rigorous analysis of a challenging problem
In large, complex projects, the only constant is change. Increasing scope and changing design requirements are common, often pervasive. While such changes may be manageable individually, taken together they can cause projects to spiral out of control. Too often, the result is a contract dispute, of which “disruption” is frequently the biggest, but most amorphous piece.
What is “disruption”? Phrases commonly used to define disruption include ripple effects, knock-on impacts, secondary effects, impact on unchanged work, lost productivity. Typically, the direct impacts of changes can be documented or estimated reliably, even if entitlement issues are argued. However, the real secondary effects of changes, i.e., disruption damages, are problematic.
While courts and boards have accepted the idea of disruption damages, cases attempting to claim disruption generally have not been very successful. Historically, it is the disruption component of claims that has been the most difficult to quantify, the most contentious, and has resulted in the lowest recovery for claimants. Why are disruption claims so difficult?
• Disruption can be widely separated in space and time from the precipitating event(s), but to be claimed successfully must be causally tied to their source: “Although a change order may directly add, subtract, or change the type of work being performed in one particular area of a construction project, it also may affect other areas of the work that are not addressed by the change order” (Jones 2001).
• Disruption impacts can be cumulative across large numbers of individual impacts.
• Disruption is fundamentally about productivity and rework, which are hard to measure, and thus are rarely measured well.
• The ideal form of damage quantification is to define the amount of impact, including disruption, that would put the injured contractor in the condition it would have been but for the damaging events—a challenging analytical task.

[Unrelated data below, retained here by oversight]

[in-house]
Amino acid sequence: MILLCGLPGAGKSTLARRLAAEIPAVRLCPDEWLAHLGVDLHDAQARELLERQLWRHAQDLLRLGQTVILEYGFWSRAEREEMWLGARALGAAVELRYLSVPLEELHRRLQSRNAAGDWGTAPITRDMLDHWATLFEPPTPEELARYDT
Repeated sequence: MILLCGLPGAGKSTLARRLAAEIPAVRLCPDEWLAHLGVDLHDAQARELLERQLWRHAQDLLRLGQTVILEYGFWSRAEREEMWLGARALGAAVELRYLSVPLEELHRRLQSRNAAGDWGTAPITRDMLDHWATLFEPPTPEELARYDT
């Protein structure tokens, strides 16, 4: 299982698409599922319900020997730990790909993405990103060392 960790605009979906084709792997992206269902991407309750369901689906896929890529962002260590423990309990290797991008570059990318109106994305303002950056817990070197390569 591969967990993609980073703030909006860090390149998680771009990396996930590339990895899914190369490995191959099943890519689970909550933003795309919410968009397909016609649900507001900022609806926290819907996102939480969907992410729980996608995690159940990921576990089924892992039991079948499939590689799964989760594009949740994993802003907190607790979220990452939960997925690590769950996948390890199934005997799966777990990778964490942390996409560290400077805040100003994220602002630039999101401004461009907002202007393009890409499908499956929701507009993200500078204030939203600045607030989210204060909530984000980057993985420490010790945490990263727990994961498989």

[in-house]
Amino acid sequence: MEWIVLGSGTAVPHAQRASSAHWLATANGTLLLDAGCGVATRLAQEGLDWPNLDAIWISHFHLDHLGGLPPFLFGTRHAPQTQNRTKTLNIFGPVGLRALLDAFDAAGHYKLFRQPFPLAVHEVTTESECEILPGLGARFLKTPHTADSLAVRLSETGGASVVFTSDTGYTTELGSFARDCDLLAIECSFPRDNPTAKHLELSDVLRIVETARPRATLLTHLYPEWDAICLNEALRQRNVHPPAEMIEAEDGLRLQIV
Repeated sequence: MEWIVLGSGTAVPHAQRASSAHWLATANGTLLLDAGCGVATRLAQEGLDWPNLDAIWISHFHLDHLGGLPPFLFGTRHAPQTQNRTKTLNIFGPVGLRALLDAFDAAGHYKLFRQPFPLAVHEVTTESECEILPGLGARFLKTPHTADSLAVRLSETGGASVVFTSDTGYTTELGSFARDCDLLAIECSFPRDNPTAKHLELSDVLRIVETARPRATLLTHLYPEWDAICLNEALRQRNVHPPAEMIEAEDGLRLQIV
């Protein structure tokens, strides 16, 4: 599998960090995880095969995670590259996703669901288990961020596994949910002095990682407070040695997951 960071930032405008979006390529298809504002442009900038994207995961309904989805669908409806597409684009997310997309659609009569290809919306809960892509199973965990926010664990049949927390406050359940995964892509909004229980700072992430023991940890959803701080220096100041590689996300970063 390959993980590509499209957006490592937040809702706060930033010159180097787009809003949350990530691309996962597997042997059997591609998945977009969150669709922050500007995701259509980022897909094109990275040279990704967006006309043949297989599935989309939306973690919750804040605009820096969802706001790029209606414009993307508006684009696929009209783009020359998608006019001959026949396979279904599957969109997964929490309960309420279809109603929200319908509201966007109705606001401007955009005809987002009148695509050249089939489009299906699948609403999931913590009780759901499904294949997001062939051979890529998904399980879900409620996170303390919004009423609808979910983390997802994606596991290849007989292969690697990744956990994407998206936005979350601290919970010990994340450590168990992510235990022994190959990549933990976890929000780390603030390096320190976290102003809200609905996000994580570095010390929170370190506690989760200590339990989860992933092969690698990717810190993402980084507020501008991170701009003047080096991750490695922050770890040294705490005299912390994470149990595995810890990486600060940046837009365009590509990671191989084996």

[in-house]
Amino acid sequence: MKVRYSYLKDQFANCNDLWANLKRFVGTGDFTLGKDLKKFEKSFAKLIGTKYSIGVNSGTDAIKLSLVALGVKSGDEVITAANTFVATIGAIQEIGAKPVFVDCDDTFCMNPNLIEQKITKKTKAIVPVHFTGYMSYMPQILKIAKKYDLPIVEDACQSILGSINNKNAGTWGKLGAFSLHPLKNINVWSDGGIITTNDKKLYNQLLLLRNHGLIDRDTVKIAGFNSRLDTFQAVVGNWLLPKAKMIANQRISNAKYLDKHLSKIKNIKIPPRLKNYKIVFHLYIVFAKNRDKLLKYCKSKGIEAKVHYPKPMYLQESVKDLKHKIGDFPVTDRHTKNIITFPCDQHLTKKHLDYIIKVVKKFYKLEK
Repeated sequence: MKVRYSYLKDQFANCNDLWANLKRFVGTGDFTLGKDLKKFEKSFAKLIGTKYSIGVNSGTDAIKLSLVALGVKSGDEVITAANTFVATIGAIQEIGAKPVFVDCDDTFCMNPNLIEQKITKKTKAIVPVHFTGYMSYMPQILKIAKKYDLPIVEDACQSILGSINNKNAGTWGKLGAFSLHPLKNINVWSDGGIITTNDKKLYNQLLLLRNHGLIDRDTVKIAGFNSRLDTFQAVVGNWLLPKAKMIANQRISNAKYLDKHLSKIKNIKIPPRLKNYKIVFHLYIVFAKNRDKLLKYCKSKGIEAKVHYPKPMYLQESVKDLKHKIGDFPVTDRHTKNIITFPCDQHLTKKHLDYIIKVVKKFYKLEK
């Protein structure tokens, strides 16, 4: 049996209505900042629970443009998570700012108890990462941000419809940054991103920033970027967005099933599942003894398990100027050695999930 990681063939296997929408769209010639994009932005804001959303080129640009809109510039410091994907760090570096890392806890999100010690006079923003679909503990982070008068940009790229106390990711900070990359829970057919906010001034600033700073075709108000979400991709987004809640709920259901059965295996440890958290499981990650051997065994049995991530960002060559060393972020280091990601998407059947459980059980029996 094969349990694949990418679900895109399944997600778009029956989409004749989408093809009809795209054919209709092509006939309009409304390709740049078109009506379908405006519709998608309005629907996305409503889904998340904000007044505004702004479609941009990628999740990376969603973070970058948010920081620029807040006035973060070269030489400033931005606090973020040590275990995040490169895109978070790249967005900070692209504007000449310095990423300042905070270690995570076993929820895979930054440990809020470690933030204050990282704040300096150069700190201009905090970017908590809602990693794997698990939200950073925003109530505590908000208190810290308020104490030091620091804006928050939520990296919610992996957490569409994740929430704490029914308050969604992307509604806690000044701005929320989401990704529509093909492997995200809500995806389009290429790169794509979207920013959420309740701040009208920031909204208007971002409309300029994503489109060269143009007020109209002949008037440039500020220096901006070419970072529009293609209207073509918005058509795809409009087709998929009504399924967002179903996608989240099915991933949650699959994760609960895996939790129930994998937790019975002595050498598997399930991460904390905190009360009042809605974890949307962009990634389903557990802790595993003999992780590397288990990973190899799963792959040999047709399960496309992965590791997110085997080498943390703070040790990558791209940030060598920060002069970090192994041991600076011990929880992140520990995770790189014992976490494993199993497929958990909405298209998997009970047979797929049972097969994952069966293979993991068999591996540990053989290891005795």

• Disruption claims must screen out the effects of other concurrently occurring contributors (such as strikes, difficult labor markets or mismanagement).
• Contractor-Customer discussions of project cost growth tend to be adversarial, even while the project continues, making efforts to quantify, explain, and mitigate disruption especially challenging.
• Finally, with all of these difficulties, there is also, quite frankly, a poor track record of rigor in disruption quantification; it is far easier, and usually tempting, for both sides to put all blame on the other without rigorous analysis to back their claims; sloppy logic and analysis back assertion (“You caused all our problems”) and counter-assertion (“You mismanaged everything!”).
Claimants have traditionally used a variety of methods to try to quantify their disruption claims, but none adequately deal with these issues. Is there a better way? We believe there is in the form of dynamic simulation modeling.
Making the Case
Although we are not attorneys, our experience on dozens of disruption claims has exposed us to many of the issues and relevant case law.
Acknowledging the difficulty of quantifying claims, in Wunderlich (Wunderlich, 1965) the U.S. Court of Claims ruled that while “a claimant need not prove his damages with absolute certainty or mathematical exactitude” this consideration did “not relieve the contractor of its essential burden of establishing the fundamental facts of liability, causation and resultant injury.”
Three elements must be proven for a claim to be successful: